Previously, I blogged about swine flu prevention tactics (before the vaccination was available). There has been a lot of confusion about the H1N1 vaccination. I am not going to blog about what I think; instead, I am going to provide information straight from Flu.gov so you can make an informed decision about whether or not this shot is for you.
Also, please check out this PDF from the FDA (pay close attention to sections 8.1, 8.3 & 8.4 if you are pregnant, nursing or considering this vaccine for your child).
- Flu.gov recommends that pregnant women and others with health conditions (e.g. asthma, arthritis, diabetes, cancer, HIV/AIDS, kidney disease and heart disease) should get H1N1 flu shots as soon as they are available in their communities. However, please see the FDA PDF mentioned above.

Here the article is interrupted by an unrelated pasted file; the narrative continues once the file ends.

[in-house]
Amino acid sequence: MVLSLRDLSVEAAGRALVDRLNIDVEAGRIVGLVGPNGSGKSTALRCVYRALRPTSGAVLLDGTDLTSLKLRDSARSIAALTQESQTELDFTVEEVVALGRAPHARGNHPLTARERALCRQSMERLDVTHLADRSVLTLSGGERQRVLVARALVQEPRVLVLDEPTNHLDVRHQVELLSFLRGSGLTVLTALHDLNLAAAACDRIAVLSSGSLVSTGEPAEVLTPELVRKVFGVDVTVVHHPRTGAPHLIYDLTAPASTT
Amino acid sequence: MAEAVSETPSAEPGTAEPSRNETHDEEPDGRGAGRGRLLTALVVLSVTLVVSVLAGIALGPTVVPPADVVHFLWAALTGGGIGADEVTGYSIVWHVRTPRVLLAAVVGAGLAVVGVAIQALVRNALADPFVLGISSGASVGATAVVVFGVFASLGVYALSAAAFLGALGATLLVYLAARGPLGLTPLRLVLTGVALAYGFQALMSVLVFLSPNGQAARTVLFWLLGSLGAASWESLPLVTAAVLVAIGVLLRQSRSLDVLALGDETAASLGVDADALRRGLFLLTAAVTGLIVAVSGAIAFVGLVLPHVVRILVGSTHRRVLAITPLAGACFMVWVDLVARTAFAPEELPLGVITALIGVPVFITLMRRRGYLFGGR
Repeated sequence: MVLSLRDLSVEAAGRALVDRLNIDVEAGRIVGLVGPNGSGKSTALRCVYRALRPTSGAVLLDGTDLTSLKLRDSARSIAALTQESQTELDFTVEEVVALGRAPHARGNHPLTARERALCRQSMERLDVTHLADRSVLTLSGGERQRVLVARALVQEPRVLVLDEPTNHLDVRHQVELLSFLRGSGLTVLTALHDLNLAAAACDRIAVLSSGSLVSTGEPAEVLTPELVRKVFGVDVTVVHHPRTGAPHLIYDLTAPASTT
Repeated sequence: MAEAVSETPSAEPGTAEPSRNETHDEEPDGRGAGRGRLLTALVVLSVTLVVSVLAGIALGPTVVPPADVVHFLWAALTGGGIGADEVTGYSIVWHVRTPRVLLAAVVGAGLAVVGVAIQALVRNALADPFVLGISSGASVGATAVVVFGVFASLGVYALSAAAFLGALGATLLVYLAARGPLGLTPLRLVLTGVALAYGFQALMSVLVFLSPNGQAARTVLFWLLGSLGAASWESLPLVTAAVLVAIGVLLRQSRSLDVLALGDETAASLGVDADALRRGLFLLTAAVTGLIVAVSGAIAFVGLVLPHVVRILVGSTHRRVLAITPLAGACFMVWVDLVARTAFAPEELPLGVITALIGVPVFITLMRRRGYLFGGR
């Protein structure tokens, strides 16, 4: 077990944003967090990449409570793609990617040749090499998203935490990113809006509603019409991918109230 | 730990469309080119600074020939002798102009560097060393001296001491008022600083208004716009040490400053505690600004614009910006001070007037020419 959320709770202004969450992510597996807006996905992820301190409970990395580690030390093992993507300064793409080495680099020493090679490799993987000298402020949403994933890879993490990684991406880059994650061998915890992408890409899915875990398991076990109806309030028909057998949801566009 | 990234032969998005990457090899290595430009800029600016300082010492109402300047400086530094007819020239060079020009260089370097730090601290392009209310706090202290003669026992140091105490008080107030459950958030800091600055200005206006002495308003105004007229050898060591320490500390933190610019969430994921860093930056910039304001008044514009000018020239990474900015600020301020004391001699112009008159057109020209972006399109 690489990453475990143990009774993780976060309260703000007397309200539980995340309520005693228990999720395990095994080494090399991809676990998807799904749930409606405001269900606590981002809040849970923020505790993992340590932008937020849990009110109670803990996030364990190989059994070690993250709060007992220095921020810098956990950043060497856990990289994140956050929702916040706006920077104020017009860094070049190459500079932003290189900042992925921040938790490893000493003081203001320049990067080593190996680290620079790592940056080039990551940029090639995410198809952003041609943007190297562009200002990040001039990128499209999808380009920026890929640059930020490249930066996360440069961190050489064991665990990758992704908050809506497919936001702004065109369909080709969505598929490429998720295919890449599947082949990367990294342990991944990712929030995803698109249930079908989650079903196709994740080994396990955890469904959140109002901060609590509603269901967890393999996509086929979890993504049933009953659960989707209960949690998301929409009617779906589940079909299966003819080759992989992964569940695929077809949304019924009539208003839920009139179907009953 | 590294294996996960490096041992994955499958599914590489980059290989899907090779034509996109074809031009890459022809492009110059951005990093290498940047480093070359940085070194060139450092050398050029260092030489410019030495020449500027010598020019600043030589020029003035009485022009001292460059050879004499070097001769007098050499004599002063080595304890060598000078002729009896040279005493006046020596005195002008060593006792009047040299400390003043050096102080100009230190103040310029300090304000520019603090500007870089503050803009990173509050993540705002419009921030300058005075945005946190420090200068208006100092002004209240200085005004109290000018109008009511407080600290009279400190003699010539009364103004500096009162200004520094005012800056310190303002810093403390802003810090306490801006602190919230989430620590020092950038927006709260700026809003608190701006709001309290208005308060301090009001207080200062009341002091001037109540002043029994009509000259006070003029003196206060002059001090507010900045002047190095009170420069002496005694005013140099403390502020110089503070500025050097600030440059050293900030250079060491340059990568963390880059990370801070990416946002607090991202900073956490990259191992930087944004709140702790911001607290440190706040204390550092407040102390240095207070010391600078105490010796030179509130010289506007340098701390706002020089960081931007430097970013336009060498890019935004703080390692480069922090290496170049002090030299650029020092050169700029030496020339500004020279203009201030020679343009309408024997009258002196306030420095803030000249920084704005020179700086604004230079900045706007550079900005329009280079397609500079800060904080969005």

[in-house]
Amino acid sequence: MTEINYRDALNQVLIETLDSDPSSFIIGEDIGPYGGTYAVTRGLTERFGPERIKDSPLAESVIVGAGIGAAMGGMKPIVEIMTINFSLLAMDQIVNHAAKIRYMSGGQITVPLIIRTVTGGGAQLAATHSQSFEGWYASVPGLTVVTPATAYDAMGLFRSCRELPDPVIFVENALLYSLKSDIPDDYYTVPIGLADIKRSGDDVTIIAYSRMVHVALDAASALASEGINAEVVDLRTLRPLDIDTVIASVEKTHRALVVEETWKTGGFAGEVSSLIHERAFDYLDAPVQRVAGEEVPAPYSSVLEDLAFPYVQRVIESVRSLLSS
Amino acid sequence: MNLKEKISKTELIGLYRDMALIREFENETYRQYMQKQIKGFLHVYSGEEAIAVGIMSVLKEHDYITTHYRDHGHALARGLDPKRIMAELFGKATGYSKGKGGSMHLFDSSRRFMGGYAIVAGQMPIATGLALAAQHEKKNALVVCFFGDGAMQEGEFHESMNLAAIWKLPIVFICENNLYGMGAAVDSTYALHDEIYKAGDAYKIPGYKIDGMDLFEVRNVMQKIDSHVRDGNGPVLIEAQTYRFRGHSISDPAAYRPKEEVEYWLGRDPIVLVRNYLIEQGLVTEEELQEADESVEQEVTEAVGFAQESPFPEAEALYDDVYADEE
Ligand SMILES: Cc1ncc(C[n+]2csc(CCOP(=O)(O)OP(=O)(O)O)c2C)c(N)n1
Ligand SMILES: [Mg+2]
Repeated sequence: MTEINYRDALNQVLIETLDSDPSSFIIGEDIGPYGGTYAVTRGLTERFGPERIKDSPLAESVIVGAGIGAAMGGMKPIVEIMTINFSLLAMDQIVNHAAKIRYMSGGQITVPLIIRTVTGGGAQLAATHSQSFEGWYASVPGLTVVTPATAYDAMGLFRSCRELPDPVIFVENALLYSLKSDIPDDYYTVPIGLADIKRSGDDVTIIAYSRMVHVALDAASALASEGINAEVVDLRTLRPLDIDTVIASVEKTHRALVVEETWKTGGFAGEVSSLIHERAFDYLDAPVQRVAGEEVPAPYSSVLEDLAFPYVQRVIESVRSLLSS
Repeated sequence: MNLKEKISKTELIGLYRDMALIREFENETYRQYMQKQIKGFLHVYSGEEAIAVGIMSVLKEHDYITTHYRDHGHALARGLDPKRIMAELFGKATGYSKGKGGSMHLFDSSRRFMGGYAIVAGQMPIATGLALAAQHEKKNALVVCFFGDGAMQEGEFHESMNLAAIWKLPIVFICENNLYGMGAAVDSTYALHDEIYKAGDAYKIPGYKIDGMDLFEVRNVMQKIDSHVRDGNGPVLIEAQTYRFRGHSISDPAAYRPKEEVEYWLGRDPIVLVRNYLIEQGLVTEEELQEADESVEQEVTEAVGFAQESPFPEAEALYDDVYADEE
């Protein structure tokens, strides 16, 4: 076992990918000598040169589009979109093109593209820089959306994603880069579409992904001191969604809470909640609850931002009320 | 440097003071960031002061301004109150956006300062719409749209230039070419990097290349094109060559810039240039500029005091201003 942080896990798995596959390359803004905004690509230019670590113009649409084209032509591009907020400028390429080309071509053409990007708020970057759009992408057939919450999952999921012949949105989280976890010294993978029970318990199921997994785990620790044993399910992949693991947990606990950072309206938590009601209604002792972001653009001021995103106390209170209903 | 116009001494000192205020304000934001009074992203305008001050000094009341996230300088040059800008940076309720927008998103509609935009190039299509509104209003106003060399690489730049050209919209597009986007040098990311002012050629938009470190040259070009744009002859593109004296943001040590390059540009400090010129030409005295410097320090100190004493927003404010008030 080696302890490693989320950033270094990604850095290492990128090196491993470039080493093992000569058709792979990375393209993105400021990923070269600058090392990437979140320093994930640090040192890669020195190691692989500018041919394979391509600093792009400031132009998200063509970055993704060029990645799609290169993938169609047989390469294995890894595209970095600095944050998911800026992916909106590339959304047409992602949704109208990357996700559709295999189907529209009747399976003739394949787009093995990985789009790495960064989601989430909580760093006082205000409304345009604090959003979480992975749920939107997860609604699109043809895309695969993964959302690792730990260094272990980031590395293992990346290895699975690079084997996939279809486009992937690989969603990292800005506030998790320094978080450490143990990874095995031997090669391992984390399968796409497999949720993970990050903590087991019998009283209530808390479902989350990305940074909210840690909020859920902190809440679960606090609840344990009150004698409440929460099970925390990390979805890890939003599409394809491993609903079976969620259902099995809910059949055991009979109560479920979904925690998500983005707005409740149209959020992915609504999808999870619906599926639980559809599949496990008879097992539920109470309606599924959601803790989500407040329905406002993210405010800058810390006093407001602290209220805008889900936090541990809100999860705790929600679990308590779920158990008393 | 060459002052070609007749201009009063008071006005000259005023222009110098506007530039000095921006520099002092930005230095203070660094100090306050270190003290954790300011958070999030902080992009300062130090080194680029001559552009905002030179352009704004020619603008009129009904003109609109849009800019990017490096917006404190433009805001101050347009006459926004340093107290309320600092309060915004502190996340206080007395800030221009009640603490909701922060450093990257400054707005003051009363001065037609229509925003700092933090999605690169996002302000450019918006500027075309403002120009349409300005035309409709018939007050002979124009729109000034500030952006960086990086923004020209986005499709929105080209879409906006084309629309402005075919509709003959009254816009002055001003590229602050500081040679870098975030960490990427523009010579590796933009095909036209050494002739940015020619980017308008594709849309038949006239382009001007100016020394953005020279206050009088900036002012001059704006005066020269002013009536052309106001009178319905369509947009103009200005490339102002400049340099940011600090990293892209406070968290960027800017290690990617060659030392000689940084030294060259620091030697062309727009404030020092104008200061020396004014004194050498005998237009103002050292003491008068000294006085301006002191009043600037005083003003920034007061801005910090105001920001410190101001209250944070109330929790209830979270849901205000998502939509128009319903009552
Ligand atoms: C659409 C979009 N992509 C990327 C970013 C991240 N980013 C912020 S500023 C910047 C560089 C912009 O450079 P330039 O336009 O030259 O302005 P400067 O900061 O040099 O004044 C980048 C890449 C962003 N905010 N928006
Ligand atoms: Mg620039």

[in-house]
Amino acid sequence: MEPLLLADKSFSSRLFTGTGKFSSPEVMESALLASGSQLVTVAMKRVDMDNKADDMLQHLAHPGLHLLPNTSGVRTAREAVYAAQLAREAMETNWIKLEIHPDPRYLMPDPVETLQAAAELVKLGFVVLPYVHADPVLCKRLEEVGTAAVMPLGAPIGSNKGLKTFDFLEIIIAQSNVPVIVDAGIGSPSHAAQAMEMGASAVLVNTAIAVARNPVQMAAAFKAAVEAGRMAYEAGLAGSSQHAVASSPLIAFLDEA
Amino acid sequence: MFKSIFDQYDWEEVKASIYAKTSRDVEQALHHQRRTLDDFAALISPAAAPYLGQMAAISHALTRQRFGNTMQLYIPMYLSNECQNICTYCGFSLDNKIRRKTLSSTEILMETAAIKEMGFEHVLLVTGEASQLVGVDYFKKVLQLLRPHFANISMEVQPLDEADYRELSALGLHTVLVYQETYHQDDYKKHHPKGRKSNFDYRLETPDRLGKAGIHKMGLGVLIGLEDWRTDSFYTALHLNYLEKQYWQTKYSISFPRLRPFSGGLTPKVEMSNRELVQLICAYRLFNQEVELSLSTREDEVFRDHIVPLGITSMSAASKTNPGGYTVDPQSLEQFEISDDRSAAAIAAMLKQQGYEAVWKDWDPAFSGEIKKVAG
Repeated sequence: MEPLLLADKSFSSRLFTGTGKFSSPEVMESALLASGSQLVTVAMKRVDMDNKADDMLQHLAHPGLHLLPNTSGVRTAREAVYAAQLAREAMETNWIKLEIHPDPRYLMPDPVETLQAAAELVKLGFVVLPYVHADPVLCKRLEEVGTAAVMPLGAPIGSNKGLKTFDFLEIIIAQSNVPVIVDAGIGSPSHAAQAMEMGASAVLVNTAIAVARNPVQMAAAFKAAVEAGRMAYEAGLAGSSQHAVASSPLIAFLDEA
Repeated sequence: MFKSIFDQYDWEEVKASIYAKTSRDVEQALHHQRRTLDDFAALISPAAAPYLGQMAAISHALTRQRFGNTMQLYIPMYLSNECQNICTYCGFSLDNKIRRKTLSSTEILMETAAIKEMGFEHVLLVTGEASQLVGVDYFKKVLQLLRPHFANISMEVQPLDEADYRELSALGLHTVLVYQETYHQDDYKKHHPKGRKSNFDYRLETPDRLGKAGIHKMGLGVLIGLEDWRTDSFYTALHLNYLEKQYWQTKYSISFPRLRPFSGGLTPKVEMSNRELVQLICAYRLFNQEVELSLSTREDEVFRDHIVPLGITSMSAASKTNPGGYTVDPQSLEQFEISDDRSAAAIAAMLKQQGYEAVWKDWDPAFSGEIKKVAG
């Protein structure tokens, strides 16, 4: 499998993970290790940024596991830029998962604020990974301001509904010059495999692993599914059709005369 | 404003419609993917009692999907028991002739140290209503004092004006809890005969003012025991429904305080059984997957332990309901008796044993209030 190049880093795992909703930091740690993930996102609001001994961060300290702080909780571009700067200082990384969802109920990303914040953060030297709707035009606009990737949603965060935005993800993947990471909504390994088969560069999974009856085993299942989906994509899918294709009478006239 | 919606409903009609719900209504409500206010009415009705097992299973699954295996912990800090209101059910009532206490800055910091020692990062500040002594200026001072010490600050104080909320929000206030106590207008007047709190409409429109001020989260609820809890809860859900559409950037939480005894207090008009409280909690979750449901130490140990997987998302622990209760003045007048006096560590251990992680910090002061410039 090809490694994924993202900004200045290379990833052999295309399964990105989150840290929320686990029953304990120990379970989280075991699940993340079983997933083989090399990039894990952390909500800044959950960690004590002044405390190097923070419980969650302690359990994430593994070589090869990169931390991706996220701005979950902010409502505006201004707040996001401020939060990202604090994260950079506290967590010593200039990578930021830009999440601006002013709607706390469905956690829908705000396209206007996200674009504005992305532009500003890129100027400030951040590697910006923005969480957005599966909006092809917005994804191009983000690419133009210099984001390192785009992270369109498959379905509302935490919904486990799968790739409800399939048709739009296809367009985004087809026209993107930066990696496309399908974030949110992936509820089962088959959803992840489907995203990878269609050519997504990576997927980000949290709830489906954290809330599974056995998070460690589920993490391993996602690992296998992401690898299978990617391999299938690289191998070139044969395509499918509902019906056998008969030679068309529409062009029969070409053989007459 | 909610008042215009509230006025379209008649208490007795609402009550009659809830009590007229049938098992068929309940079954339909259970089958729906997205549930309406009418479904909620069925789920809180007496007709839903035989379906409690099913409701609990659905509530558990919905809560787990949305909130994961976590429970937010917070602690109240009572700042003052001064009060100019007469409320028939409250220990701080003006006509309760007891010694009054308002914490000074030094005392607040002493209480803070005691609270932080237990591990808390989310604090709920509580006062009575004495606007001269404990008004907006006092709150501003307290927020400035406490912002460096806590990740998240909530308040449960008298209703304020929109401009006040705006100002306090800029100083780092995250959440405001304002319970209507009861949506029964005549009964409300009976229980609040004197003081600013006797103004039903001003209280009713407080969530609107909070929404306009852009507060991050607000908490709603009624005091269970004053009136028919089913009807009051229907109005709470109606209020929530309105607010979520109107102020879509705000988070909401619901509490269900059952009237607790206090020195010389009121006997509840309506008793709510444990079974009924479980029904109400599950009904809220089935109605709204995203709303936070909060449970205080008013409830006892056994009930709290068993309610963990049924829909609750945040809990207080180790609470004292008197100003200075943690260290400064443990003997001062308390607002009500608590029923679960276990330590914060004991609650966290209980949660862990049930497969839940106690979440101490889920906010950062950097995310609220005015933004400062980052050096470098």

- Clinical trials conducted by the National Institutes of Health and the vaccine manufacturers have shown that the new H1N1 vaccine is both safe and effective. The FDA has licensed it. There have been no safety shortcuts.
- Top doctors and scientists believe the risk of the flu, especially for pregnant women, children, and people with underlying health conditions, is higher than any risk that might come from the H1N1 vaccine.
- H1N1 is produced exactly the same way the seasonal flu vaccine is produced every year. It is simply a new virus strain. In fact, had H1N1 struck this country earlier than this spring, the H1N1 strain probably would have been included as part of this year’s seasonal flu shot.
- CDC has stepped up surveillance efforts to track the H1N1 vaccine and any possible adverse events. Since it is so closely related to the seasonal flu vaccine, we do not expect to see serious side effects. But we are taking all the necessary steps to promote and monitor safety.
- The National Institutes of Health and the vaccine manufacturers have conducted more rigorous tests on the H1N1 vaccine than they do on other flu vaccines, and there have been no red flags from these clinical trials.